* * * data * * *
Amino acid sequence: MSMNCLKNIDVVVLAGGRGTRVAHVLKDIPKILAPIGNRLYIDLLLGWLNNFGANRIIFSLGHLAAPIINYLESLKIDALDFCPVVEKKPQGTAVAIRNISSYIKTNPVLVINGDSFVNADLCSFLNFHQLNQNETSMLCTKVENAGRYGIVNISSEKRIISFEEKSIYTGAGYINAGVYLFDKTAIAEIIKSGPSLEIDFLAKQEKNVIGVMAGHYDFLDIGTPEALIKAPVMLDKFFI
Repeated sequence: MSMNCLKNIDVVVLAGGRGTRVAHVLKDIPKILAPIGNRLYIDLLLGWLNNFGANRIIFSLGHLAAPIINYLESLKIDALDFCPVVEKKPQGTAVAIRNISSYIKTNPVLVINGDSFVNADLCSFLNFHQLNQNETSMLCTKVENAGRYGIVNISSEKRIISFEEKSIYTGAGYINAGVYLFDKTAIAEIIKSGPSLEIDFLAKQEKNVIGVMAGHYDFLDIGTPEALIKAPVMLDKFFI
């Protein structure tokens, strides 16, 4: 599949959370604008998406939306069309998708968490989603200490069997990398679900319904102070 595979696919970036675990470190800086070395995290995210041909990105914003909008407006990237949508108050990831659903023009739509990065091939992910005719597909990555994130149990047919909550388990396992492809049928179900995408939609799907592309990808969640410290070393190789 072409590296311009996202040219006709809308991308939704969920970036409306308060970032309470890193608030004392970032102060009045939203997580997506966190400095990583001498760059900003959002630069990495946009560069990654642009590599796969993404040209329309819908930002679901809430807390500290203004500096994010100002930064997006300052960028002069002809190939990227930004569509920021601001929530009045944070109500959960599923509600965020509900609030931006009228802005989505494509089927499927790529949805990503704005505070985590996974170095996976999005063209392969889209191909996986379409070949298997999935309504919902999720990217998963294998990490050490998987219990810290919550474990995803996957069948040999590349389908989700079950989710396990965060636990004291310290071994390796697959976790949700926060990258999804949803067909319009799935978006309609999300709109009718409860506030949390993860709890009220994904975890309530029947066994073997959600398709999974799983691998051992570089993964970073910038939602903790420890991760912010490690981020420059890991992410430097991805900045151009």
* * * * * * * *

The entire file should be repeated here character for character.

Amino acid sequence: MSMNCLKNIDVVVLAGGRGTRVAHVLKDIPKILAPIGNRLYIDLLLGWLNNFGANRIIFSLGHLAAPIINYLESLKIDALDFCPVVEKKPQGTAVAIRNISSYIKTNPVLVINGDSFVNADLCSFLNFHQLNQNETSMLCTKVENAGRYGIVNISSEKRIISFEEKSIYTGAGYINAGVYLFDKTAIAEIIKSGPSLEIDFLAKQEKNVIGVMAGHYDFLDIGTPEALIKAPVMLDKFFI
Repeated sequence: MSMNCLKNIDVVVLAGGRGTRVAHVLKDIPKILAPIGNRLYIDLLLGWLNNFGANRIIFSLGHLAAPIINYLESLKIDALDFCPVVEKKPQGTAVAIRNISSYIKTNPVLVINGDSFVNADLCSFLNFHQLNQNETSMLCTKVENAGRYGIVNISSEKRIISFEEKSIYTGAGYINAGVYLFDKTAIAEIIKSGPSLEIDFLAKQEKNVIGVMAGHYDFLDIGTPEALIKAPVMLDKFFI
């Protein structure tokens, strides 16, 4: 599949959370604008998406939306069309998708968490989603200490069997990398679900319904102070 595979696919970036675990470190800086070395995290995210041909990105914003909008407006990237949508108050990831659903023009739509990065091939992910005719597909990555994130149990047919909550388990396992492809049928179900995408939609799907592309990808969640410290070393190789 072409590296311009996202040219006709809308991308939704969920970036409306308060970032309470890193608030004392970032102060009045939203997580997506966190400095990583001498760059900003959002630069990495946009560069990654642009590599796969993404040209329309819908930002679901809430807390500290203004500096994010100002930064997006300052960028002069002809190939990227930004569509920021601001929530009045944070109500959960599923509600965020509900609030931006009228802005989505494509089927499927790529949805990503704005505070985590996974170095996976999005063209392969889209191909996986379409070949298997999935309504919902999720990217998963294998990490050490998987219990810290919550474990995803996957069948040999590349389908989700079950989710396990965060636990004291310290071994390796697959976790949700926060990258999804949803067909319009799935978006309609999300709109009718409860506030949390993860709890009220994904975890309530029947066994073997959600398709999974799983691998051992570089993964970073910038939602903790420890991760912010490690981020420059890991992410430097991805900045151009």